Clear Street — Modernizing the brokerage ecosystem
Company News5 min read
Nov 17, 2022

Modern Infrastructure to Power T+1 Settlement

Victoria Harinxma-Jenkins

Senior Marketing Associate

Against a backdrop of changes to market structure and operations, the importance of an upcoming move to T+1 stands out. This move faces the challenge of legacy and fragmented technology, entrenched manual processes, and siloed data — as well as capital markets that operate globally and across products.

Whether the SEC decides on a 2024 or 2025 implementation date, moving equities to T+1 settlement is gaining traction in the U.S. and other regions. Market participants of all stripes increasingly see the risk, capital, and cost reduction as outweighing the challenges of this transition.

In the U.S., the sell side (SIFMA) and the buy side (ICI) are leading the industry initiative to move to T+1 in conjunction with the DTCC. The recently published SIFMA playbook provides a wealth of detailed information on the move. The current plan, sparked in part by the meme stock mania of 2021, is a natural progression as markets modernize (i).

Faster settlement is a win for nearly all market participants, but it is also a major undertaking, as it expedites numerous processes. T+1 will touch nearly every aspect of the front, middle, and back offices. Given the high cost of transition, the industry wants to ensure that they will get fee, margin, and/or capital relief as a result of this undertaking. Much of the industry is not ready for the change from a process and technology perspective.

Assuming that T+1 will be implemented before 2025, it will mean that over the last 30 years, the U.S. equities settlement cycle has compressed from T+5 to T+3 in 1995, T+3 to T+2 in 2017, and T+2 to T+1 in 2024. Each of these moves come on the backs of the herculean effort of modernization that occurred in the preceding move, with much of the technology debt and baggage that made it through that transition — and this will be no different.


The industry still leverages antiquated technology that will bring the mainframe batch cycle times in the compressed settlement cycle into question. Moreover, workflows will need to be reconsidered to allow the move to T+1 (i).

Past performance does not guarantee future success

The move from T+2, instituted in 2017, required years of planning to align the many moving parts, the manual processes, and the workflows, and it required an extreme refreshing of the then current technology. Given the nature of the legacy technologies involved, and the massive changes across operations, systems, and people in the interim, the transition took half a decade from initial analysis to the actual dropping of settlement times. The 2017 settlement compression offered lessons for the reduction that is in play with the move to T+1.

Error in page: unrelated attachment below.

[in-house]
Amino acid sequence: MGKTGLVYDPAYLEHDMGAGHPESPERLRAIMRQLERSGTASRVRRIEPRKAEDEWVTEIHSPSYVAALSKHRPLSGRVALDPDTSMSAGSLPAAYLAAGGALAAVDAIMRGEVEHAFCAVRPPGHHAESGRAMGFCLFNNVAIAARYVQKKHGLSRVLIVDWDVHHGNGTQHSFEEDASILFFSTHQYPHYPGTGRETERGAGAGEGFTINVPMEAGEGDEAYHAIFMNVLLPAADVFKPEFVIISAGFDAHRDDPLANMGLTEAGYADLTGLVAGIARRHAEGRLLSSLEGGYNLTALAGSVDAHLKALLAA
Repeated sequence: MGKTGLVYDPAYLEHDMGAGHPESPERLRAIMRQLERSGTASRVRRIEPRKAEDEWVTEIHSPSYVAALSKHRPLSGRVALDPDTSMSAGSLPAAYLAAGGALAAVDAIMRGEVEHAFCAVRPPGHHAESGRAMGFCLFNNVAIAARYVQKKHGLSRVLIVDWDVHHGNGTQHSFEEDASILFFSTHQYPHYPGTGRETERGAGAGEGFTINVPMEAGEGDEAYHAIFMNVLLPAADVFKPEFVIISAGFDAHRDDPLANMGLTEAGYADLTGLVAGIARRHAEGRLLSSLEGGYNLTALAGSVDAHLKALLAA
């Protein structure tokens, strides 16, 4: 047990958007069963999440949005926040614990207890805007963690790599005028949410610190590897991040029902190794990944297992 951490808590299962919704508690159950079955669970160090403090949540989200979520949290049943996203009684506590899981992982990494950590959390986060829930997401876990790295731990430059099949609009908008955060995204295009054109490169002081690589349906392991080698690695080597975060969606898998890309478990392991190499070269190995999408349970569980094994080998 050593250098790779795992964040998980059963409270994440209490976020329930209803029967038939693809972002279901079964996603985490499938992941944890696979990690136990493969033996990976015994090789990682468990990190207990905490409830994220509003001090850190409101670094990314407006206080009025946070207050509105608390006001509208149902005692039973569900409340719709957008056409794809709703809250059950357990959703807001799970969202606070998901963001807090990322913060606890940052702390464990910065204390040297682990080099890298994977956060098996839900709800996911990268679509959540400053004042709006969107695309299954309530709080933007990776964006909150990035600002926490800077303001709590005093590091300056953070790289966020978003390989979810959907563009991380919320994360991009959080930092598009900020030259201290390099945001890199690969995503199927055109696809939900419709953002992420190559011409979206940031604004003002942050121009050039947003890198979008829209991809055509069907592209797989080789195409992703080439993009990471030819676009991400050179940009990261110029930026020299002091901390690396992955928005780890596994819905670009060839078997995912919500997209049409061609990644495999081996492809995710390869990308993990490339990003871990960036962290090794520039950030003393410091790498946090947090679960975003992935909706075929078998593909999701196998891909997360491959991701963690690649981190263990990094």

Is it worth all the fuss?

Despite the efforts, the accelerated settlement cycle is estimated to have created efficiencies of billions of dollars in margin relief (ii). The shorter settlement reduced market, counterparty, operational, and credit risk. According to the DTCC, removing one day of settlement decreases the volatility component of CCP margin by 41% (ii).

This time?

Even with the relatively recent transition in U.S. settlement time on the minds of the industry, the T+1 transition will require years of planning — and an accelerated timeline comes up against current practices. Moreover, there is the matter of lingering legacy technology that survived the last transition, which has not gotten any newer in the last five years.


Some of the bigger challenges of the transition include time zones as well as disparate settlement regimes globally. On the European side, AFME wrote recently that it desires to join this path but is concerned by the process challenges that will be a byproduct of T+1. AFME is working on convening an industry group to consider the move to create a more global framework (iii).

The reality is, as firms employ modern infrastructure to replace legacy technology, automate processes, and de-silo fragmented data, there will be the opportunity to continue to optimize settlement cycles to the needs to drive value creation, lower costs, and minimize risks. This will continue to make markets safer and more efficient. With this move and the corresponding infrastructure upgrade it is conceivable that we will see moves to T + 0 in the relatively near future (iv).

Prepared for T+1

Clear Street is building the platform that reimagines the legacy workflows and silos that are essential to increasing access in the financial markets, all while transparently decreasing risks and costs. Our cloud native clearing, settlement, and custody stack can work in various settlement regimes. We feel well positioned to navigate the move to T+1 and welcome the industry efforts to increase the effectiveness of the U.S. equity markets.


i) SIFMAT+1 Securities Settlement Industry Playbook

ii) According to Advancing Together: Leading the Industry to Accelerated Settlement, published by the DTCC, risk model simulations have shown that the Volatility component of NSCC’s margin could potentially be reduced by 41% by moving to T+1

iii) Europe moved to T+2 in 2014, 3 years before the U.S. did in 2017.

iv) According to Securities Services Evolution, published by Citi Securities Services, 16% of institutional participants surveyed expect that the prevailing settlement timeframe for equities, in five years time, will be T+0

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